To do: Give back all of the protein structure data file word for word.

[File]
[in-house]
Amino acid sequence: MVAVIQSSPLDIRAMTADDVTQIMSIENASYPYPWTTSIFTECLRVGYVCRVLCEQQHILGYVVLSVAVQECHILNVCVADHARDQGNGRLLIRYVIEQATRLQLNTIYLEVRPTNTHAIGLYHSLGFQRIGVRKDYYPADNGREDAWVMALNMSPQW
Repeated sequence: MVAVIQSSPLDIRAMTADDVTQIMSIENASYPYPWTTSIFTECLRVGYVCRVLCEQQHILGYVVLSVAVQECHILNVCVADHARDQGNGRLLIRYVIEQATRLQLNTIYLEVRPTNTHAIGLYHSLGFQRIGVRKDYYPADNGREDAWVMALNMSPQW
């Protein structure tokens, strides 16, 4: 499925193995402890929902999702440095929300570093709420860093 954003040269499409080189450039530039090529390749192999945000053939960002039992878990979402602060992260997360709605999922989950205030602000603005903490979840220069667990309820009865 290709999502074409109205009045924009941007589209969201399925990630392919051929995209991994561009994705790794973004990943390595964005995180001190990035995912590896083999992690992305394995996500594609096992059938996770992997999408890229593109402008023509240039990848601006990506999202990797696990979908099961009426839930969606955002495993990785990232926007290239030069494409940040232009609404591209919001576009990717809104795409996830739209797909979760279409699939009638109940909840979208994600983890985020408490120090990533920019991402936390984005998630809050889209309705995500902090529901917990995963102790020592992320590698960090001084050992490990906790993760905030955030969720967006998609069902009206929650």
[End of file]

[in-house]
Amino acid sequence: MVAVIQSSPLDIRAMTADDVTQIMSIENASYPYPWTTSIFTECLRVGYVCRVLCEQQHILGYVVLSVAVQECHILNVCVADHARDQGNGRLLIRYVIEQATRLQLNTIYLEVRPTNTHAIGLYHSLGFQRIGVRKDYYPADNGREDAWVMALNMSPQW
Repeated sequence: MVAVIQSSPLDIRAMTADDVTQIMSIENASYPYPWTTSIFTECLRVGYVCRVLCEQQHILGYVVLSVAVQECHILNVCVADHARDQGNGRLLIRYVIEQATRLQLNTIYLEVRPTNTHAIGLYHSLGFQRIGVRKDYYPADNGREDAWVMALNMSPQW
């Protein structure tokens, strides 16, 4: 499925193995402890929902999702440095929300570093709420860093 954003040269499409080189450039530039090529390749192999945000053939960002039992878990979402602060992260997360709605999922989950205030602000603005903490979840220069667990309820009865 290709999502074409109205009045924009941007589209969201399925990630392919051929995209991994561009994705790794973004990943390595964005995180001190990035995912590896083999992690992305394995996500594609096992059938996770992997999408890229593109402008023509240039990848601006990506999202990797696990979908099961009426839930969606955002495993990785990232926007290239030069494409940040232009609404591209919001576009990717809104795409996830739209797909979760279409699939009638109940909840979208994600983890985020408490120090990533920019991402936390984005998630809050889209309705995500902090529901917990995963102790020592992320590698960090001084050992490990906790993760905030955030969720967006998609069902009206929650």